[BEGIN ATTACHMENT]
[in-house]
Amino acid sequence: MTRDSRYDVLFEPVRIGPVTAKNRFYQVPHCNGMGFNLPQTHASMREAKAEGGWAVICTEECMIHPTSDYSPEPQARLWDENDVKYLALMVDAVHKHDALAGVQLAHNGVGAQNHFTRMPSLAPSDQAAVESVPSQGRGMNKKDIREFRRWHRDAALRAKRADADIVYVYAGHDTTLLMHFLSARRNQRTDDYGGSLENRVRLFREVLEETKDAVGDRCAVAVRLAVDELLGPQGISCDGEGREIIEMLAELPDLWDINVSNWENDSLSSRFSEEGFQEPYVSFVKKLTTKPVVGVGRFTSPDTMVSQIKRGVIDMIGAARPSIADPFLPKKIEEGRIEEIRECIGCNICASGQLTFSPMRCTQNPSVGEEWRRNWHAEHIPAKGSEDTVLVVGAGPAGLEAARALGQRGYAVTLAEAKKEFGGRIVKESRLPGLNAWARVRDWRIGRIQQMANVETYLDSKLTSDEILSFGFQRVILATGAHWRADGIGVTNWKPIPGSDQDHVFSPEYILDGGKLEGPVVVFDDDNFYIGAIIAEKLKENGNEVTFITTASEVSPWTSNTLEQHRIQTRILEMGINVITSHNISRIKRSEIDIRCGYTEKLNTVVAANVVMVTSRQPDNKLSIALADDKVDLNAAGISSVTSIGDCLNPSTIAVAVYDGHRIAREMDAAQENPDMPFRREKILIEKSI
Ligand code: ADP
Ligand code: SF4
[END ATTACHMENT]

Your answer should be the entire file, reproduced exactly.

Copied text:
[in-house]
Amino acid sequence: MTRDSRYDVLFEPVRIGPVTAKNRFYQVPHCNGMGFNLPQTHASMREAKAEGGWAVICTEECMIHPTSDYSPEPQARLWDENDVKYLALMVDAVHKHDALAGVQLAHNGVGAQNHFTRMPSLAPSDQAAVESVPSQGRGMNKKDIREFRRWHRDAALRAKRADADIVYVYAGHDTTLLMHFLSARRNQRTDDYGGSLENRVRLFREVLEETKDAVGDRCAVAVRLAVDELLGPQGISCDGEGREIIEMLAELPDLWDINVSNWENDSLSSRFSEEGFQEPYVSFVKKLTTKPVVGVGRFTSPDTMVSQIKRGVIDMIGAARPSIADPFLPKKIEEGRIEEIRECIGCNICASGQLTFSPMRCTQNPSVGEEWRRNWHAEHIPAKGSEDTVLVVGAGPAGLEAARALGQRGYAVTLAEAKKEFGGRIVKESRLPGLNAWARVRDWRIGRIQQMANVETYLDSKLTSDEILSFGFQRVILATGAHWRADGIGVTNWKPIPGSDQDHVFSPEYILDGGKLEGPVVVFDDDNFYIGAIIAEKLKENGNEVTFITTASEVSPWTSNTLEQHRIQTRILEMGINVITSHNISRIKRSEIDIRCGYTEKLNTVVAANVVMVTSRQPDNKLSIALADDKVDLNAAGISSVTSIGDCLNPSTIAVAVYDGHRIAREMDAAQENPDMPFRREKILIEKSI
Ligand code: ADP
Ligand code: SF4